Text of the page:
This was a budget for the makers, the doers and the savers but above all it was a budget for the voters, in a country which does not invest enough, export enough or save enough apparently. With just over twelve months to go to the election, the Chancellor could not have hoped for a better economic backdrop with which to revisit the polling stations in May next year.
Growth is up, inflation down, employment up, borrowing down, investment up, so all is well. Just the trade figures will continue to disappoint, as the structural deficit trade in goods will continue to provide a drain on net trade.
Despite the clear evidence of a strong recovery, the Chancellor will continue with the austerity programme. More departmental cuts planned, along with a cap on welfare spending. The chancellor is determined to “fix the roof” whilst the sun is shining. The deficit will fall over the next four years, the plan to eliminate government borrowing by 2018.
Attacks on tax dodgers, will ensure the complex tax avoidance schemes and “Corporate wraps for property” are placed under pressure. Fines for LIBOR abusers will be redirected to good causes including military charities, scouts, guides, cadets and St John’s Ambulance.
Exporters will receive a modest boost with and increase to £3 billion in the amount available to finance export growth. Alas £ 3 billion - a small drop in the world’s five oceans, if the £1 trillion export target is to be met.
In housing, the help to buy scheme is to be extended to 2020, assisting the purchase of 120,000 new homes, with an additional 15,000 new homes planned for Ebbsfleet. Where is that?
In infrastructure, £270 million is planned for the Mersey Gateway Bridge, with a further £200 million available to fill “potholes” around the country. A modest contribution if HS2 is to proceed.
Investment also receives a boost, with a doubling of the investment allowance to £500,000. Almost every business in Britain, will pay no upfront tax as they invest to expand capacity in the future.
Energy costs will be clipped, with caps on carbon price support and additional measures providing savings to every manufacturer in the country.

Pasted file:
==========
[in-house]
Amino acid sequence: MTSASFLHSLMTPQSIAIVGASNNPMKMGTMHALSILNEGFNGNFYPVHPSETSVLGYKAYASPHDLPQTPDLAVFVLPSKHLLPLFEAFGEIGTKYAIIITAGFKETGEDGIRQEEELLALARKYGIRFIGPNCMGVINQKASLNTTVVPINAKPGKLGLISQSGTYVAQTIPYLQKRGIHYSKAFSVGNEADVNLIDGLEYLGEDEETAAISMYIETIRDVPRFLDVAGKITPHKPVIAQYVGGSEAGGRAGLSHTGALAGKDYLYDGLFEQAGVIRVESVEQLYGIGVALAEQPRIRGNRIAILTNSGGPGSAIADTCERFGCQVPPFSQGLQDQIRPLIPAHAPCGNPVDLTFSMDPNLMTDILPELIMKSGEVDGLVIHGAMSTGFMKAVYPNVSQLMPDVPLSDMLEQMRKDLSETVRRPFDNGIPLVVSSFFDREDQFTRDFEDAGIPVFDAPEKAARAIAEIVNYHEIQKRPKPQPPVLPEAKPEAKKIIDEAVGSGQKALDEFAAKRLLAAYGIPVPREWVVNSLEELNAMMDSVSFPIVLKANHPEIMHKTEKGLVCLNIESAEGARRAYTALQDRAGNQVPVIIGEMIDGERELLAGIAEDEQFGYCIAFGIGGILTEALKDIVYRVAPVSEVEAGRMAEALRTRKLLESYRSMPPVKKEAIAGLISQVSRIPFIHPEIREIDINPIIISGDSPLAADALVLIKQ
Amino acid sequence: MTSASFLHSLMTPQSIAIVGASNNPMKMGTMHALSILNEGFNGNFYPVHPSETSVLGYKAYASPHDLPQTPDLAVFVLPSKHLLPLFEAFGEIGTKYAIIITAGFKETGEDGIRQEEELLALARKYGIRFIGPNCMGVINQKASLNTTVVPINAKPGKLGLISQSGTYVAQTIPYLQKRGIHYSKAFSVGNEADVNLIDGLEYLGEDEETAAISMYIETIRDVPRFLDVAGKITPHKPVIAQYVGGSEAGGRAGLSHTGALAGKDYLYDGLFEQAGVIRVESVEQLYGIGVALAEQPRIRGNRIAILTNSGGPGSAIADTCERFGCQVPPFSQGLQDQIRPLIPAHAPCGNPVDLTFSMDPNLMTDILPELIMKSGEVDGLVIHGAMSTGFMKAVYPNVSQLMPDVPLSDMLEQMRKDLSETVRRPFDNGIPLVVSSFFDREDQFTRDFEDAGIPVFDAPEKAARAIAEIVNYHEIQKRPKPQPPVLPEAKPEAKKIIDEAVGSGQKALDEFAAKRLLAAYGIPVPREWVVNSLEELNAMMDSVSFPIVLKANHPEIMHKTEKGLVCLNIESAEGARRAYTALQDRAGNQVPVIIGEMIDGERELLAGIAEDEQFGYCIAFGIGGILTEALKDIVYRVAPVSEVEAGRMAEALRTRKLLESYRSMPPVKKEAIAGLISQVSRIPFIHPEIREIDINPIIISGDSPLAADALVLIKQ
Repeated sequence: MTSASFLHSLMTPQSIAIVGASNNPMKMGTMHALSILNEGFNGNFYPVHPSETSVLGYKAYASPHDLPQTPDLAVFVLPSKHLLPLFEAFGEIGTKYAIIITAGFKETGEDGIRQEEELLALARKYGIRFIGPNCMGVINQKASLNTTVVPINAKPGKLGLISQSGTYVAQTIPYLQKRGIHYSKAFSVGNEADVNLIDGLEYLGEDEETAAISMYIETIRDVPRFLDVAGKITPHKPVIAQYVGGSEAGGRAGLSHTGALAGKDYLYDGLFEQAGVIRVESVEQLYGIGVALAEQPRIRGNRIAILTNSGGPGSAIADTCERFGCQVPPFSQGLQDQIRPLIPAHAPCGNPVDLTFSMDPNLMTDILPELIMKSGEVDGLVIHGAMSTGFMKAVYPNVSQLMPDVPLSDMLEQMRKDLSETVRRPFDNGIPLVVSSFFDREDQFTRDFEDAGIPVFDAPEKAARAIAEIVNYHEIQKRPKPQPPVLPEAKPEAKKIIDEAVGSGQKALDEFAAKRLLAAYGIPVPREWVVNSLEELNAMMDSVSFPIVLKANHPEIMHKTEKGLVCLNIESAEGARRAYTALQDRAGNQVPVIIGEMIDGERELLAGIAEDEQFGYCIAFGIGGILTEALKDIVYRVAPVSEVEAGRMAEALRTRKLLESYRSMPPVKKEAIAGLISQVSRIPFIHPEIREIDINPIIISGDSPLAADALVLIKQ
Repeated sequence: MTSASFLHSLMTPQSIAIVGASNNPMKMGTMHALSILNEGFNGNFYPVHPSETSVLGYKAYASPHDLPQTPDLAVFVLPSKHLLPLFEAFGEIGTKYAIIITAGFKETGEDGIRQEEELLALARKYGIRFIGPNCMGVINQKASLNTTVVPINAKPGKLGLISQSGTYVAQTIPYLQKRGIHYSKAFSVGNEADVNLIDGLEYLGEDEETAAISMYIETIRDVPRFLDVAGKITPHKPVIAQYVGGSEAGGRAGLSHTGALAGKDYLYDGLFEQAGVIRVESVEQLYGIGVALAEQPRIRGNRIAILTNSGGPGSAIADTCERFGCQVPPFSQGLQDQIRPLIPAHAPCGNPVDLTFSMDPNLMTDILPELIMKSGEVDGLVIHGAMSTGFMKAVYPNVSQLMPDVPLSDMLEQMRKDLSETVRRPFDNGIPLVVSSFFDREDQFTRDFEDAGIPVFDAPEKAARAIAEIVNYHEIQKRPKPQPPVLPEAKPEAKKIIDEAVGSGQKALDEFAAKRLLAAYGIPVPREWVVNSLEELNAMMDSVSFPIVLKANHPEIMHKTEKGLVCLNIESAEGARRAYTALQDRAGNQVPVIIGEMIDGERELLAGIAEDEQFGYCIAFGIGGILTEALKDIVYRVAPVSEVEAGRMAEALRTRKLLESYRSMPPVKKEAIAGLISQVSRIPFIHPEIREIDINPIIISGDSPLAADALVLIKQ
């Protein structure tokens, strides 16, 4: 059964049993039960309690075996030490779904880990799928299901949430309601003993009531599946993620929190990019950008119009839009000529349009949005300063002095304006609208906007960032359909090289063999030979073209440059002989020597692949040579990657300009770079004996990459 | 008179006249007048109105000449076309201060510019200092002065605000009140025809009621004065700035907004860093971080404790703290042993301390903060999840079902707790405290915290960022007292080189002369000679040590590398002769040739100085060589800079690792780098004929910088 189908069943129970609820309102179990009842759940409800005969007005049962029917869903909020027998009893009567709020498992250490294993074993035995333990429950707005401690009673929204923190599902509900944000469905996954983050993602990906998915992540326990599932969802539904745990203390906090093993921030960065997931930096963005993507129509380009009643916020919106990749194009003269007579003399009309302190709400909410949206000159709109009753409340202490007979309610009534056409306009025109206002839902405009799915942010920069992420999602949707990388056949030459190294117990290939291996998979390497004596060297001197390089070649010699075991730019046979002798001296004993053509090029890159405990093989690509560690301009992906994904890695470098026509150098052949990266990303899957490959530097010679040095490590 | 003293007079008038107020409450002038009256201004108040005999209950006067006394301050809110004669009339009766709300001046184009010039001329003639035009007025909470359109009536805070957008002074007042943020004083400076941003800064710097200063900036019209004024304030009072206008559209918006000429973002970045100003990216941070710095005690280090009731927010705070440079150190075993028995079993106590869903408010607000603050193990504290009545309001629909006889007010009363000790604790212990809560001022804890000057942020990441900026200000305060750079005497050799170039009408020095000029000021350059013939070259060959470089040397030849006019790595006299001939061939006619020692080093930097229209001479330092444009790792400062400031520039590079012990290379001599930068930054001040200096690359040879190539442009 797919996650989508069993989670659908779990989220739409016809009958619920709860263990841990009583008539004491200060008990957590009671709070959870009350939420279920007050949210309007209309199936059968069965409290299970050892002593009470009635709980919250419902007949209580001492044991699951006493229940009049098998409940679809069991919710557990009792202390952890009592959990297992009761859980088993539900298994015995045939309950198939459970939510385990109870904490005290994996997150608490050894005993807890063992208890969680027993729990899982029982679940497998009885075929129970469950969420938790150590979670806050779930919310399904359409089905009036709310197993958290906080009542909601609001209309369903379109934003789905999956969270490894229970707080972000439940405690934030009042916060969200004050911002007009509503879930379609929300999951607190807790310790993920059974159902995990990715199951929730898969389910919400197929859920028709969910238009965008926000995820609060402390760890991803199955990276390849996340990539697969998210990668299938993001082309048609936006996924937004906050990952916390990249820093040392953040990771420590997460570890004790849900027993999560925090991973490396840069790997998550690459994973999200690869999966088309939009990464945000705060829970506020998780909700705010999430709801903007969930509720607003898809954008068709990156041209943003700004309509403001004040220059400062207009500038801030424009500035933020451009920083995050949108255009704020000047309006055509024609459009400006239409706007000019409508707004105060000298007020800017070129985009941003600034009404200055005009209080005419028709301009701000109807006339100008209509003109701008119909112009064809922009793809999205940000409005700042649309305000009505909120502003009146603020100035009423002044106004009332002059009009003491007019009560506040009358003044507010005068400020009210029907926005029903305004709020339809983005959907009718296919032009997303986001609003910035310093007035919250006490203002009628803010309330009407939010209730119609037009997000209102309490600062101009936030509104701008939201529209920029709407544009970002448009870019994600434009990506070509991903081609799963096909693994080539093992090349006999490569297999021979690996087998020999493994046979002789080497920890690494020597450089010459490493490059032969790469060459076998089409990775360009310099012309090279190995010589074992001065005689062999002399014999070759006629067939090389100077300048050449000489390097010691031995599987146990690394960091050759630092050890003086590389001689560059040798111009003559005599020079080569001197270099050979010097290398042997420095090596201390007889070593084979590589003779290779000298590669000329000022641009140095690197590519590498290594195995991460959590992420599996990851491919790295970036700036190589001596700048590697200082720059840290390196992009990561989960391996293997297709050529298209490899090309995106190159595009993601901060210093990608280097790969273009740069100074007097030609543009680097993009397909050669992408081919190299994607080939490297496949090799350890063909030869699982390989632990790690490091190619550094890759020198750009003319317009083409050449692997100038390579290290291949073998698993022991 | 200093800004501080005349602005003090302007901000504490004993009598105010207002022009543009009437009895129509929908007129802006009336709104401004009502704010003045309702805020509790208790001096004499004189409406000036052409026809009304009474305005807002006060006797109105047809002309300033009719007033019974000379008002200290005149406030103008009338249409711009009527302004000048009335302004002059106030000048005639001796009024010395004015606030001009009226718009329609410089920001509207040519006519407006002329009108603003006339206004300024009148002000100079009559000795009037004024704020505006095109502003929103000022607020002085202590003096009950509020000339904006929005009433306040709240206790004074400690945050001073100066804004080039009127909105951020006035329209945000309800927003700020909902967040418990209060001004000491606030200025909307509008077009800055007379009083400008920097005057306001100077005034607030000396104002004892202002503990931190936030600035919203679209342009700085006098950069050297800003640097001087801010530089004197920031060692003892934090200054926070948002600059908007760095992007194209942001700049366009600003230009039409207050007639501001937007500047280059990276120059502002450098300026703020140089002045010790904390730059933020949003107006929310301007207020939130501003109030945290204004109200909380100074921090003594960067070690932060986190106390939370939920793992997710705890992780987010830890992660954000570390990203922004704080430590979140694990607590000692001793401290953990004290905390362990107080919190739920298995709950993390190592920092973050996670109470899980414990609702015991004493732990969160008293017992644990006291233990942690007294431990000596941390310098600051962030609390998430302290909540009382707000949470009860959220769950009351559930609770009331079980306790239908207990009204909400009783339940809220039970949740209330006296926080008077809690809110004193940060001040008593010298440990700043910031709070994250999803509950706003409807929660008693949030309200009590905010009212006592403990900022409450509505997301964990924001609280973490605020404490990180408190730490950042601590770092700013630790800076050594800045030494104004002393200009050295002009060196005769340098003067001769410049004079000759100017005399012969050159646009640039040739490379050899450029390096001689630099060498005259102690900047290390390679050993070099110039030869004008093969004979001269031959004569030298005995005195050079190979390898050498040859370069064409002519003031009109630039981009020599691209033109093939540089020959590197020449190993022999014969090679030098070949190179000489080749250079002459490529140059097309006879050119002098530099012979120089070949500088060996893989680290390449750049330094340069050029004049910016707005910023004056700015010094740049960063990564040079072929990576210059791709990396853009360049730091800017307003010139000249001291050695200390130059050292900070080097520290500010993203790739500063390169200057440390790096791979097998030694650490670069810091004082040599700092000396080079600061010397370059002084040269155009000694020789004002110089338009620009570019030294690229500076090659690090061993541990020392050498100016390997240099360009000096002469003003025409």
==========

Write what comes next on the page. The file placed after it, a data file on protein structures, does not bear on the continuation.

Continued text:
Bingo tax is set to halve, fuel duty prices will not be implemented in September, the lost revenue, partly financed by increase duties on betting terminals and offshore bookies.
Personal allowances will increase to £10,500 producing tax savings for millions of voters. Tax cuts for those on low incomes and those on middle incomes too.
But the biggest giveaway was for savers. A new composite ISA for cash and shares, new higher yielding pensioner bond, yielding 4% on a three year investment. An end to the iniquity of the forced purchase annuity. An end to caps and drawdown limits on pensions. People will have the right to access their own savings at a time of their own choosing and best of all, the abolition of the 10 pence tax rate for savers altogether. It is a vote winner for hitherto disillusioned pensioners.
The Chancellor claims this is a budget for the makers, the doers and the savers. Above all the savers appear to have done remarkably well, the makers and the doers, less so. Above all it is a clever budget for the electorate.
The Labour lead in the polls is narrowing to around five points. Tory analysts will have an eye on the 1986 pre election swing. A swing yielding over 15 points to the Conservatives in the twelve month run up to the election of 1987. The Lib Dem vote has collapsed, the UKIP vote will evaporate. This is a budget which will do little harm to the economy but a great deal for Tory spirits and voters in this critical pre election phase.
It is a budget which should be commended to the House but above all to the Tory back benchers, particularly MPs and prospective candidates in marginal seats.
© John Ashcroft 2014
Word Count 650 words
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